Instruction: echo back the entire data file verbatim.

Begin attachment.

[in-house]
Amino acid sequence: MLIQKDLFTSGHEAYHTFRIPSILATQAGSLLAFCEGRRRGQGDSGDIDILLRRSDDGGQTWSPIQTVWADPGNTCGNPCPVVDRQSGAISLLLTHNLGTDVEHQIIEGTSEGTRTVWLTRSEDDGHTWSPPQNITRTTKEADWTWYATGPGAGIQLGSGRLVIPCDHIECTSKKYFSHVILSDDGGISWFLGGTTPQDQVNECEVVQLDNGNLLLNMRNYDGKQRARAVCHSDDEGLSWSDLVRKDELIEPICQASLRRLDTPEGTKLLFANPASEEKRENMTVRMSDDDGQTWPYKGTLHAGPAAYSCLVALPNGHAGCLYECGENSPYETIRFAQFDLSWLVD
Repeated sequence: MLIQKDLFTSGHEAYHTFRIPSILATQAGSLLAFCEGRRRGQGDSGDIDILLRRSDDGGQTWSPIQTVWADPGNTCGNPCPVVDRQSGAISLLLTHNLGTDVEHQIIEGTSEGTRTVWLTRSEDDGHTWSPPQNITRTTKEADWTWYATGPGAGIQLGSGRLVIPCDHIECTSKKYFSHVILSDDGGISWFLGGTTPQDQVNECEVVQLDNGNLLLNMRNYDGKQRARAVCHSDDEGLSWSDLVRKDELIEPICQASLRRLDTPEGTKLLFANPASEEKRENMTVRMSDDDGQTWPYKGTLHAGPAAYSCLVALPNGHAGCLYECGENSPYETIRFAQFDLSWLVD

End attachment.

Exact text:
[in-house]
Amino acid sequence: MLIQKDLFTSGHEAYHTFRIPSILATQAGSLLAFCEGRRRGQGDSGDIDILLRRSDDGGQTWSPIQTVWADPGNTCGNPCPVVDRQSGAISLLLTHNLGTDVEHQIIEGTSEGTRTVWLTRSEDDGHTWSPPQNITRTTKEADWTWYATGPGAGIQLGSGRLVIPCDHIECTSKKYFSHVILSDDGGISWFLGGTTPQDQVNECEVVQLDNGNLLLNMRNYDGKQRARAVCHSDDEGLSWSDLVRKDELIEPICQASLRRLDTPEGTKLLFANPASEEKRENMTVRMSDDDGQTWPYKGTLHAGPAAYSCLVALPNGHAGCLYECGENSPYETIRFAQFDLSWLVD
Repeated sequence: MLIQKDLFTSGHEAYHTFRIPSILATQAGSLLAFCEGRRRGQGDSGDIDILLRRSDDGGQTWSPIQTVWADPGNTCGNPCPVVDRQSGAISLLLTHNLGTDVEHQIIEGTSEGTRTVWLTRSEDDGHTWSPPQNITRTTKEADWTWYATGPGAGIQLGSGRLVIPCDHIECTSKKYFSHVILSDDGGISWFLGGTTPQDQVNECEVVQLDNGNLLLNMRNYDGKQRARAVCHSDDEGLSWSDLVRKDELIEPICQASLRRLDTPEGTKLLFANPASEEKRENMTVRMSDDDGQTWPYKGTLHAGPAAYSCLVALPNGHAGCLYECGENSPYETIRFAQFDLSWLVD